“If they’ve got a secondary property, a dud property, one that’s not very good, this is a good time to sell and buy something better to see you through because you don’t want to be left with a dud property when the cycle finishes,” he says.
How will increased investor activity affect the market? Investors swooping into an already booming market will no doubt have an impact on other buyers and sellers.
The first half of 2021 saw an influx of first home buyers breaking into the market, and the surging rates of growth have stimulated a lot of conversation around the topic of
Mr Yardney feels this concern is overblown to a degree, though, and it’s more an issue of desired location.
First home buyers have always had difficulty with
affordability,” he says. “I bought my first property for $18,000 in the early 1970s, and I could only go halves with my parents because I couldn’t afford it, and I took out a 30-year loan. We got $12 rent and we were excited.”
He points out that first homeowner activity has reached record levels in the past year, but many of them “want to live in the sort of property it took their parents 40 years to buy. So they’ve got to become more realistic.
“Having said that, moving forward first homeowners are going to have difficulty, and it will take a while. It’s not the level of the mortgage that’s the issue for first homeowners; they don’t bring a trade-in to the market like established home buyers do, so it’s saving the deposit that’s the biggest issue for first home buyers.”
Sellers, meanwhile, have been presented with a golden opportunity thanks to huge demand driven in part by record-low interest rates.
“Sellers are able to take advantage of the biggest property boom in a couple of decades,” he says. This sort of
property boom is a once in a generation thing where you’re going to get all the banks, all the big economists agree this cycle, property values will go up 25 to 30 per cent.
With investors picking up where some first home buyers have left off, unable to keep up with such rapid growth, it looks like sellers will continue to benefit from a
thriving property market.
Mr Yardney does caution, though, that high-density units in inner-cities are still an unattractive option.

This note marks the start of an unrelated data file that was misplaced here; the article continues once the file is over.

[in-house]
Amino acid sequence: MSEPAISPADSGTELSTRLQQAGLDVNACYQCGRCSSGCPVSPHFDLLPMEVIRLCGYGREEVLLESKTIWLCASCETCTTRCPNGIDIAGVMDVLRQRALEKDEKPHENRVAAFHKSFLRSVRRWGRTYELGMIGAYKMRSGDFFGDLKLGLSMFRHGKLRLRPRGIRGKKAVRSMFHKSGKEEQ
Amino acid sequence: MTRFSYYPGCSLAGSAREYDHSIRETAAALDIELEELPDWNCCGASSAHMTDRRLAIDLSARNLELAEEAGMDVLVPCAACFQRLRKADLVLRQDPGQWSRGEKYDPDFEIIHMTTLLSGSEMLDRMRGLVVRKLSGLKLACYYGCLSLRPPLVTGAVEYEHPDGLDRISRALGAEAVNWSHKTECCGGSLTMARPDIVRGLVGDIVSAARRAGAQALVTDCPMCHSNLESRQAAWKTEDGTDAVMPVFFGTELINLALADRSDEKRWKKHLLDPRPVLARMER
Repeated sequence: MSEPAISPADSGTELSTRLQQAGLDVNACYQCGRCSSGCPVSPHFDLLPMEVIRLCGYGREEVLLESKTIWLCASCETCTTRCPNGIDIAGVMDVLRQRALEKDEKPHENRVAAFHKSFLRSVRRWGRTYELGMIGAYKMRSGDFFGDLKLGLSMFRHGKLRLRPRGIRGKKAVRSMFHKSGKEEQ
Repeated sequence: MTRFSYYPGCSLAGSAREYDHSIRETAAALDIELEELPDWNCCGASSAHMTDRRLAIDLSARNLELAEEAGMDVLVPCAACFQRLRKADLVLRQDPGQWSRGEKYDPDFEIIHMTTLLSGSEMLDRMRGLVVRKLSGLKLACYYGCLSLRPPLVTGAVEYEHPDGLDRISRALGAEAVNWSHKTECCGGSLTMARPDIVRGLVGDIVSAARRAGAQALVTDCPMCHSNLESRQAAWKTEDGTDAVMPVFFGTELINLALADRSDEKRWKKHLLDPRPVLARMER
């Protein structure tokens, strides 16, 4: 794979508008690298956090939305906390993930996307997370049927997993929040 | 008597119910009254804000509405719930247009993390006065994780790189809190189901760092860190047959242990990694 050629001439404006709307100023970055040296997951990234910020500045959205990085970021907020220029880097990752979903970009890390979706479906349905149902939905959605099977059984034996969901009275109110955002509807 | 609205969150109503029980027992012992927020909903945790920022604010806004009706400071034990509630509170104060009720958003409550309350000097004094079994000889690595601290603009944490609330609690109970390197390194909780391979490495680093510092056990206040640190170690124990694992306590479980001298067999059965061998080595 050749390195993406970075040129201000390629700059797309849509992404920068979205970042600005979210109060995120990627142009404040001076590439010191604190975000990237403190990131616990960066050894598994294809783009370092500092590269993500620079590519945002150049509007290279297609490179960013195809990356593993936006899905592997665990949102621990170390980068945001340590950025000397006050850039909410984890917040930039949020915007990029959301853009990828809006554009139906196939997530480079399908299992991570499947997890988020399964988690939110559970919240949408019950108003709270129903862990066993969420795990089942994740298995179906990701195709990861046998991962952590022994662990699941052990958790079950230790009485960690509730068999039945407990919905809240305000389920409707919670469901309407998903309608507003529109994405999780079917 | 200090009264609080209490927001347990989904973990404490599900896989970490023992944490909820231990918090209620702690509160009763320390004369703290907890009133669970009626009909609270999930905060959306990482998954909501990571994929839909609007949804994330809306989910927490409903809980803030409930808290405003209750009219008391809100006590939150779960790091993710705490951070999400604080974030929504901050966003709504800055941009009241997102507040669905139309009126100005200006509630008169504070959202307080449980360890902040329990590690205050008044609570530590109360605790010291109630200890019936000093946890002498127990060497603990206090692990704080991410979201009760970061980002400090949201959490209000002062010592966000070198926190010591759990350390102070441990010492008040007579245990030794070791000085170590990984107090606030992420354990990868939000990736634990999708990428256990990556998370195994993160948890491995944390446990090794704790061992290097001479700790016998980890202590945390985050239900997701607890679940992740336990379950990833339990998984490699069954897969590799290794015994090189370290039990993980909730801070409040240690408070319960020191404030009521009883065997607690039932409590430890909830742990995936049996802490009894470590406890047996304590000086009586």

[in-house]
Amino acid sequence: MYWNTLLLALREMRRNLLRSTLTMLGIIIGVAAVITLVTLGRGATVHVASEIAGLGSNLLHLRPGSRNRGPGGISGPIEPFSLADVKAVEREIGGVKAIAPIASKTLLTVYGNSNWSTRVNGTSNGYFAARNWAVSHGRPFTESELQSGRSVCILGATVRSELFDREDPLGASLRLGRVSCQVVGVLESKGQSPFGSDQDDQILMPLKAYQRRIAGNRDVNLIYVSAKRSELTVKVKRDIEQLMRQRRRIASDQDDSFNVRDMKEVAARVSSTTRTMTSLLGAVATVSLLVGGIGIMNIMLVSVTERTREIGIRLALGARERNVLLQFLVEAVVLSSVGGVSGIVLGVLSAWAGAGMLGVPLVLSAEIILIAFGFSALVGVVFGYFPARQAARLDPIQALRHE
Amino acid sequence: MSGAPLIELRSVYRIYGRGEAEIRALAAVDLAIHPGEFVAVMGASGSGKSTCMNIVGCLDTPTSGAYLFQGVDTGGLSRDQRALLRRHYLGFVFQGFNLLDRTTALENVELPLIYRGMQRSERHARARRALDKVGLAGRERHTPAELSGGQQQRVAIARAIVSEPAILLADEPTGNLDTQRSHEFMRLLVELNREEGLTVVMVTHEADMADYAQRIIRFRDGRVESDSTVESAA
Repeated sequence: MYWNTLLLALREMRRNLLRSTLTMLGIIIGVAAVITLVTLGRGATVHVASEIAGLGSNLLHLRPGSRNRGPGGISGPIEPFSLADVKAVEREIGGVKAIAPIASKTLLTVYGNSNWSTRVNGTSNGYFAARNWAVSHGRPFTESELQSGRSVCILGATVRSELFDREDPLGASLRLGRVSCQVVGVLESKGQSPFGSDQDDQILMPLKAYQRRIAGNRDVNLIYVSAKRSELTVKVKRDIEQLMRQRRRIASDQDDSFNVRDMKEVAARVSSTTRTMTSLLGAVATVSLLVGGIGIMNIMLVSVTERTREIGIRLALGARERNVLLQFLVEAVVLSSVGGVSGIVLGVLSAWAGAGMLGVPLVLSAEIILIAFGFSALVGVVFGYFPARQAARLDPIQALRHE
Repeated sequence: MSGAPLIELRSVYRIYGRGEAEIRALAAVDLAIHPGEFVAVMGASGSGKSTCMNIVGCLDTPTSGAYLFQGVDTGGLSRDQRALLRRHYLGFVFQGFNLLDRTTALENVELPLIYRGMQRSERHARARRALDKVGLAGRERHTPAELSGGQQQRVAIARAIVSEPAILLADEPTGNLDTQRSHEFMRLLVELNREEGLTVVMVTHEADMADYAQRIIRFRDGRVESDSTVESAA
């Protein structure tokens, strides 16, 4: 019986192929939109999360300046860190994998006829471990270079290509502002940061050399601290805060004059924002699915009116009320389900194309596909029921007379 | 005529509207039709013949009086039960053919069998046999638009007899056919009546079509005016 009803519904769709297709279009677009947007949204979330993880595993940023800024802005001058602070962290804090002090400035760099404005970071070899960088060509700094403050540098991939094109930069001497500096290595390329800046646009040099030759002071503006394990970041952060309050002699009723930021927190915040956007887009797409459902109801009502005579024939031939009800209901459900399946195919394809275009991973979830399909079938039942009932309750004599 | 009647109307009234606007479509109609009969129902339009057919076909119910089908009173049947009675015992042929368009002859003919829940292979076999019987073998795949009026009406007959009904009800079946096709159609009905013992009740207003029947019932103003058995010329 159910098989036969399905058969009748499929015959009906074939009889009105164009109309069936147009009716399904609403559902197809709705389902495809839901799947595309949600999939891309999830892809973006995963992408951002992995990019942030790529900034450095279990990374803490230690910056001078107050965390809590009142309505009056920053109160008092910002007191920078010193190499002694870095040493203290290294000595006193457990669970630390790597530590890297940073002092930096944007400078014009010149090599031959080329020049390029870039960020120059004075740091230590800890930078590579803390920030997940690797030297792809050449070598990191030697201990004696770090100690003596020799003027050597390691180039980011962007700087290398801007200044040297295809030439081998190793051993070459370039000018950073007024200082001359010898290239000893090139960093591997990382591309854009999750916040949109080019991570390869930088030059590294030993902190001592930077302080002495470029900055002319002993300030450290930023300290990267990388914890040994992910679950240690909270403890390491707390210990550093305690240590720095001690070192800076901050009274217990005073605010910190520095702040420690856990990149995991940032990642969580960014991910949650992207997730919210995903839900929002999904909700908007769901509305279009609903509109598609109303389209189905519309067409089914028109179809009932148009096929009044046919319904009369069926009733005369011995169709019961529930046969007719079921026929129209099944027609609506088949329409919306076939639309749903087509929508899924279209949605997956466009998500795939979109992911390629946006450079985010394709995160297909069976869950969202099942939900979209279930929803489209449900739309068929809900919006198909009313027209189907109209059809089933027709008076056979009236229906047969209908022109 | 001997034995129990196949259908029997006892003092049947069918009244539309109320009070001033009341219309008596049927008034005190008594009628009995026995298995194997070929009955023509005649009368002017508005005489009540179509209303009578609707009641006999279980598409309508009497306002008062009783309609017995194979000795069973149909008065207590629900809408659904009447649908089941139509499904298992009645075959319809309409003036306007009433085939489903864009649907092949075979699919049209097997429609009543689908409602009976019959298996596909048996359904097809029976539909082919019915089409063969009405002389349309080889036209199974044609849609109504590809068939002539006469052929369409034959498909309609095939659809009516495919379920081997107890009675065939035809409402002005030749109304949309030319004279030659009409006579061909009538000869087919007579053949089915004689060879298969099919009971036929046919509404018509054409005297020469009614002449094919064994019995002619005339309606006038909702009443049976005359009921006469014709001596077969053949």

“Investors are currently shunning CBD high-rise Legoland apartments which are proving to be poor investments and are being very cautious about buying off the plan,” he says. They seem to be more informed and not lured by unrealistic promises from developers and project marketers.”
So what comes next?
With first home buyers pulling back, investors upping their activity and a fresh coronavirus outbreak throwing the country into varying states of disarray, what could be around the corner for real estate?
“I believe in the second half of 2021, overall property values are going to go up 10 per cent,” Mr Yardney predicts.
The investors and homebuyers have worked their way through
Covid. They’re used to it now. It’s a nuisance, it’s a setback, but it’s not stopping them.”
He notes that, while the economy is likely to take a hit as a result of prolonged lockdowns, “we’ve seen what happened after Melbourne—once the gates are opened up, people are going to get going again.”
He characterises the current market as a “cycle of upgraders,” saying tenants are buying their first homes while homeowners are upgrading their properties or moving to better locations, all as a result of low interest rates.
“Why are property values going up? Because people can afford it. Despite people saying it’s unaffordable—if it wasn’t, there wouldn’t be so many people taking loans and buying properties. Because the banks are still very strict with their lending criteria.”
Ultimately, it looks like there’s plenty more action to come in this year’s